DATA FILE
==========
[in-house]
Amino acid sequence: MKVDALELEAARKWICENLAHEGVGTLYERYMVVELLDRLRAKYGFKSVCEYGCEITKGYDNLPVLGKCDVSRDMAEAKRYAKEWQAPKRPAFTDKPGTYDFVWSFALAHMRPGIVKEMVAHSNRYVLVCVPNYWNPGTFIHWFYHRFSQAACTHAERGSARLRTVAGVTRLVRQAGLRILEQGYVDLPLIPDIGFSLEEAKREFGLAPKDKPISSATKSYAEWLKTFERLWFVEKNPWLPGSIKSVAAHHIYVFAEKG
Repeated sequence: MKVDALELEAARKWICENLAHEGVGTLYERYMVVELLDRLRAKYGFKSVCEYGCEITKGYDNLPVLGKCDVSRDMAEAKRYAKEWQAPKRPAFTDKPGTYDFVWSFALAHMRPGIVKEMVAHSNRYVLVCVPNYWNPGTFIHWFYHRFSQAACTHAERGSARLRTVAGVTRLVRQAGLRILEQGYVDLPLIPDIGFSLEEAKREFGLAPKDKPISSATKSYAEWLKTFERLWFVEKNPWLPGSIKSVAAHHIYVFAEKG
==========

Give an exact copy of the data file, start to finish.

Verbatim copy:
[in-house]
Amino acid sequence: MKVDALELEAARKWICENLAHEGVGTLYERYMVVELLDRLRAKYGFKSVCEYGCEITKGYDNLPVLGKCDVSRDMAEAKRYAKEWQAPKRPAFTDKPGTYDFVWSFALAHMRPGIVKEMVAHSNRYVLVCVPNYWNPGTFIHWFYHRFSQAACTHAERGSARLRTVAGVTRLVRQAGLRILEQGYVDLPLIPDIGFSLEEAKREFGLAPKDKPISSATKSYAEWLKTFERLWFVEKNPWLPGSIKSVAAHHIYVFAEKG
Repeated sequence: MKVDALELEAARKWICENLAHEGVGTLYERYMVVELLDRLRAKYGFKSVCEYGCEITKGYDNLPVLGKCDVSRDMAEAKRYAKEWQAPKRPAFTDKPGTYDFVWSFALAHMRPGIVKEMVAHSNRYVLVCVPNYWNPGTFIHWFYHRFSQAACTHAERGSARLRTVAGVTRLVRQAGLRILEQGYVDLPLIPDIGFSLEEAKREFGLAPKDKPISSATKSYAEWLKTFERLWFVEKNPWLPGSIKSVAAHHIYVFAEKG